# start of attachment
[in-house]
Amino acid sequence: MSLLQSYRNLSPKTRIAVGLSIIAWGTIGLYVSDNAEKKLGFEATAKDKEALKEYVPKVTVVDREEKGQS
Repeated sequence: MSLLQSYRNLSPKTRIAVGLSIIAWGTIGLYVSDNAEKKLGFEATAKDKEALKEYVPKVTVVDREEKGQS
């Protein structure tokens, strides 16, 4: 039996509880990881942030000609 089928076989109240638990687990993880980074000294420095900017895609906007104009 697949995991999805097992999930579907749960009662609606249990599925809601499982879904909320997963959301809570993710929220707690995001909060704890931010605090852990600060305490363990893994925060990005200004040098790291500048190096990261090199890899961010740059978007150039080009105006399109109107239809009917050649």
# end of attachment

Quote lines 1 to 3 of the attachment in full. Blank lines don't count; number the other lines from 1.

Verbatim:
[in-house]
Amino acid sequence: MSLLQSYRNLSPKTRIAVGLSIIAWGTIGLYVSDNAEKKLGFEATAKDKEALKEYVPKVTVVDREEKGQS
Repeated sequence: MSLLQSYRNLSPKTRIAVGLSIIAWGTIGLYVSDNAEKKLGFEATAKDKEALKEYVPKVTVVDREEKGQS